Over the past eight years, we have evolved our board meetings to be increasingly effective. Having sat on other boards and through too many of our own old board meetings, it is striking to see the changes and improvements that have developed through experience. Someone suggested that I describe our current board meeting structure as one model for running a good board meeting.
The first crucial ingredient is a critically-thinking executive committee that is able to help co-design the agenda for each board meeting . This often takes two iterations but really ensures the agenda and docket are set up for success. As we craft and refine the agenda, we ask ourselves:
Are we clear on the desired outcome for each section? Are we providing the necessary information, framework and recommendations to enable effective decision making on items requiring action? How might the agenda item get derailed, and how do we proactively address the issue?Is there any part of the agenda that could be done over email or in committee? Are we providing the necessary content and discussion at each meeting to engage people in the mission and strategy and not just in the routines of running a board?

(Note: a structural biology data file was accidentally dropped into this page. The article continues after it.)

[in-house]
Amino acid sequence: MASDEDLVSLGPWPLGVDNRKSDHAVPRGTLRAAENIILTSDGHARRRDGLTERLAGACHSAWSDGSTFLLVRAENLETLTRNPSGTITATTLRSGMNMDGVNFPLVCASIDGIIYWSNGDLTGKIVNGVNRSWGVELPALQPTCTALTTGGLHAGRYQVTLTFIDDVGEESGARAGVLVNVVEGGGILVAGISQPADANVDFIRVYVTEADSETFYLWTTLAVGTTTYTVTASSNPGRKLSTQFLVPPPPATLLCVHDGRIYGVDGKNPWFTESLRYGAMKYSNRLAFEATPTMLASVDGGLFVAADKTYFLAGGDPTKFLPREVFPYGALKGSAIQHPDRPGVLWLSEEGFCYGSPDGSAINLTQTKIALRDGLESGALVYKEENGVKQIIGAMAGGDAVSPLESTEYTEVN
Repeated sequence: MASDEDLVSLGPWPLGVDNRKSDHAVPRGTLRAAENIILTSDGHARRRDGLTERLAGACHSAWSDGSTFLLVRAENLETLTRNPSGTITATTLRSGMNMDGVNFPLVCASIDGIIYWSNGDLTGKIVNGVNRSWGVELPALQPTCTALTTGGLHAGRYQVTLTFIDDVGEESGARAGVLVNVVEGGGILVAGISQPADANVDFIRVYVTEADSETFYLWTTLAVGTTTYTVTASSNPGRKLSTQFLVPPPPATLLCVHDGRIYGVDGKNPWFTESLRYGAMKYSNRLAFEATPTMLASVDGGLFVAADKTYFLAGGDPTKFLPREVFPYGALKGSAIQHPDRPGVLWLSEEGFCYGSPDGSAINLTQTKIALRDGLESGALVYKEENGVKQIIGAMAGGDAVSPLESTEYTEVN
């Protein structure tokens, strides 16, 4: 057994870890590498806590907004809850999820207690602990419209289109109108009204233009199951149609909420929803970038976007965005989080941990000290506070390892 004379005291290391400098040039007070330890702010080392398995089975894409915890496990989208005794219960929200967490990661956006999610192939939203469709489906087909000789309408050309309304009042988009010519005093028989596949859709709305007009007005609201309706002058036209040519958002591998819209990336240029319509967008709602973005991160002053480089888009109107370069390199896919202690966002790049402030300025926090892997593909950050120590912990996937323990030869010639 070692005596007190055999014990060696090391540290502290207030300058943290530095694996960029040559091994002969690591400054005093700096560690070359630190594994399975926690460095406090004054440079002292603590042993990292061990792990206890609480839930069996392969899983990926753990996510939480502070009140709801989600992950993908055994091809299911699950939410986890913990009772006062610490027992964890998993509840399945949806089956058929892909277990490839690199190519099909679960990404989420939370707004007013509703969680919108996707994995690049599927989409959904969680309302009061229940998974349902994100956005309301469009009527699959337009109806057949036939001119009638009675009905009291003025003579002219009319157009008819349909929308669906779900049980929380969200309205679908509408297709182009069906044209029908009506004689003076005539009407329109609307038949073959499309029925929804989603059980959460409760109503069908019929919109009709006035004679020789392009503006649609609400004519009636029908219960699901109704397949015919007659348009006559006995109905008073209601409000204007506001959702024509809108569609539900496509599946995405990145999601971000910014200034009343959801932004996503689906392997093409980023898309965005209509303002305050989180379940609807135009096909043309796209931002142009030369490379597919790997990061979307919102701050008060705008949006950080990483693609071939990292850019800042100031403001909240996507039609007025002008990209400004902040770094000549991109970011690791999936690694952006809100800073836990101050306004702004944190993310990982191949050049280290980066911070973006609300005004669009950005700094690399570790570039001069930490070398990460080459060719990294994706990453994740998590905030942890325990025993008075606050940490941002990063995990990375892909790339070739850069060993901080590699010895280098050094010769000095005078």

Within the agenda for each meeting, we identify one featured piece of content where we can have a richer conversation . This is a deep dive into one topic that can range from a show-and-tell about a project we just did for a partner to a key strategic decision we need to make to the state of our current IT infrastructure. For these, we often ask a member of the staff to prepare and present the content . This creates a development opportunity for them while also exposing the board to our amazing team. They typically present for 30 minutes and then either open the conversation up to structured brainstorming (if that is the desired outcome) or a framework for making a decision is that is needed.
This is all set up in a docket that is sent to board members a week in advance for them to read. This enables us to avoid “reading aloud” at the meeting and jump into the content.
Like everything, it is a work in progress, but it is working.
Aaron Hurst is the President & CEO at the Taproot Foundation.